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Similar posts: Don’t Judge a Book by its Author, or Should You?; 7 of my Go-To Authors; and Let’s Agree to Disagree: Reader vs. Author Opinion

Sunday, October 3, 2021

Poem: Reading Glasses

Since I haven’t had a lot of time to write lately, I’ll be sharing an older poem.

Yes, my style may change over time, but I like to think that even the older ones can be fun sometimes. Here’s one of my favorites from a creative writing course in college. I was once a proud reader who didn’t need glasses to read. That is until I read too much…


 

Reading Glasses

Two owlets perch on a wing.

Hooked beaks on plump fools

stuffed with heaps of mice.

 

Two boxes crammed

with clocks and calendars

and leaves to the brim.

 

Two attic windows side by side,

overlooking an owl’s nest,

boxes stacked to the sills. Here

until the house burns.*

 

***

 

Let’s chat! What did you think of the poem? Any fellow readers out there who wear glasses?

*The final sentence sometimes gets left out because it changes the entire mood of the poem. Personally, I like it because it adds a touch of mortality to what would otherwise be a lasting building.

Similar posts: Do Not Dissect This Poem, Origins, and Pine Trees

Sunday, September 26, 2021

Writing Update: To Sequel or Not to Sequel?

Hey, guys! It’s been a while since I posted a writing update, so here I am to talk about some of my latest projects. I’ll try not to get too in depth, especially since some of my projects with great aspirations never made it past the querying stage… *looks longingly at two novels I set aside*

That being said—stories! I love ‘em. The fun thing about being a writer is that you don’t have to stick with one story. Once you’re past the proofreading stage, it’s time to move on to the next project. The main question then becomes, what next? And of course, should I write a sequel or not?

 

 

WATER SPRITE: Definitely a Sequel

The title is not going to stay, guys. It’s just the best I have right now. I decided to rewrite this book as a novel in verse and completely fell in love with the style. I hope my critique partners like it as much as I do. Speaking of critique partners, if anybody’s interested in helping me tear this novel apart, I’m looking for readers (see 7 Facts about Critique Partners and Current Stories for more info).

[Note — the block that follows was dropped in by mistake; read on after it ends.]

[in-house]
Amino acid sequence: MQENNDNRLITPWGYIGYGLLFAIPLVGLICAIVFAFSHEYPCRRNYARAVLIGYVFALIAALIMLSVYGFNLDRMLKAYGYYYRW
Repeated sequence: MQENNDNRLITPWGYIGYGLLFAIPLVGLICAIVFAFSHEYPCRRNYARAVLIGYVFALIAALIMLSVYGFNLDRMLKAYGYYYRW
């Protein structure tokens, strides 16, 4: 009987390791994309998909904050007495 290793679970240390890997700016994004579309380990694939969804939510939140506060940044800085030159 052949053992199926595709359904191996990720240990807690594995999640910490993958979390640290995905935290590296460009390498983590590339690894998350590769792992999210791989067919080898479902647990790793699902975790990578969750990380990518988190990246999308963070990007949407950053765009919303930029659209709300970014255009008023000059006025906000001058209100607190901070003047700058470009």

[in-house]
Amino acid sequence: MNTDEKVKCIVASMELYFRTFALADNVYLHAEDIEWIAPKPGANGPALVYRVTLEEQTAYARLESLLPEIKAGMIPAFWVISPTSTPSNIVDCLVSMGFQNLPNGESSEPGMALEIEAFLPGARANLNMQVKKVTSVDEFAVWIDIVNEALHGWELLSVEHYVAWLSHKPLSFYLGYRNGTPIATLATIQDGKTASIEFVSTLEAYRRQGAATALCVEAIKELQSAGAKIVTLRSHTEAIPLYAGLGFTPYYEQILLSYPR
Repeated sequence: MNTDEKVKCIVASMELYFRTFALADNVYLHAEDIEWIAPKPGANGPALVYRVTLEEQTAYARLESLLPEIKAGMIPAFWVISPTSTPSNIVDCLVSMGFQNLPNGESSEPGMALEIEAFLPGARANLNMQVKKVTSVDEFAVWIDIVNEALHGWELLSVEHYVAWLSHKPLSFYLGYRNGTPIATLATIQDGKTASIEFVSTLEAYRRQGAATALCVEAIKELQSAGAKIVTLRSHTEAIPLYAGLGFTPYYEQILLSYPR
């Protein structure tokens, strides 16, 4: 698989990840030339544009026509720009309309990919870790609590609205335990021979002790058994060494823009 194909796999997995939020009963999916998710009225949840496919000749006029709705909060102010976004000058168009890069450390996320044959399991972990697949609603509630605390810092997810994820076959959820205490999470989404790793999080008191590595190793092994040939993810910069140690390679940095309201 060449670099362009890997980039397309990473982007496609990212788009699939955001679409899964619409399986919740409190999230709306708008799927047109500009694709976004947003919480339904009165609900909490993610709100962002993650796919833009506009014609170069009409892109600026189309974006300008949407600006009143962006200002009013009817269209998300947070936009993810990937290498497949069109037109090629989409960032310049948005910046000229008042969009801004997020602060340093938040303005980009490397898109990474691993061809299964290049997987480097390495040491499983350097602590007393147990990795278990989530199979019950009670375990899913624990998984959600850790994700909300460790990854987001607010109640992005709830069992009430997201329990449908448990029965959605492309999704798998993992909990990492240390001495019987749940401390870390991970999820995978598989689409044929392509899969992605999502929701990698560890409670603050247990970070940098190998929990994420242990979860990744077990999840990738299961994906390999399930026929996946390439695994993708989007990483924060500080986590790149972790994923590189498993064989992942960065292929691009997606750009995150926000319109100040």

As for the plans for a sequel, it won’t be so much a sequel as much as a companion novel. Technically, if you look at it chronologically, it would be a prequel. Why would I be writing this one second? I’m not. I once tried my hand at this companion novel before, and it was a complete flop (I tried writing the novel by hand and hated every second of it). So I set it aside, wrote a different story, and now I’m coming back with a completely different approach.

Even though my current writing order is book 2, book 1, book 3, I particularly like these stories because each one has standalone potential. It’s not so much a trilogy as a collection of books with some crossover.

 

EDGE OF THE SOLAR SYSTEM: Probably a Sequel

I still hate this title. Especially since it’s something that carried over from draft one but no longer applies to the latest draft. *shrugs* Titles are hard.

Anyway, whether or not I write a sequel depends on two factors: 1) how I end the book and 2) whether or not I can find a literary agent to represent it. Now you might be wondering, you already sent it off to your critique partners, shouldn’t you already know how you’re ending the book? Hahahaha! No. These things change.

Also, yes, I can totally write a sequel without a literary agent, but from a career standpoint, I don’t want to spend 2-3 years on a project that will never see the light of day when I could be working on something else that might have better success at getting published. Besides, even if the first story does get picked up for publication, it will probably undergo even more changes.

But how do I know what will happen? I don’t. That’s why I want to wait and see.

 

THE CHOSEN ONES: A Sequel?

Hey, wait a second, I’ve never talked about this story before. It’s still in the writing process. Keep it secret! Quick! *cue screaming*

Since this spring, I’ve been trudging my way through a short story with a twist on one of my least favorite tropes: the chosen one. Can I pull it off? We can only wait and see…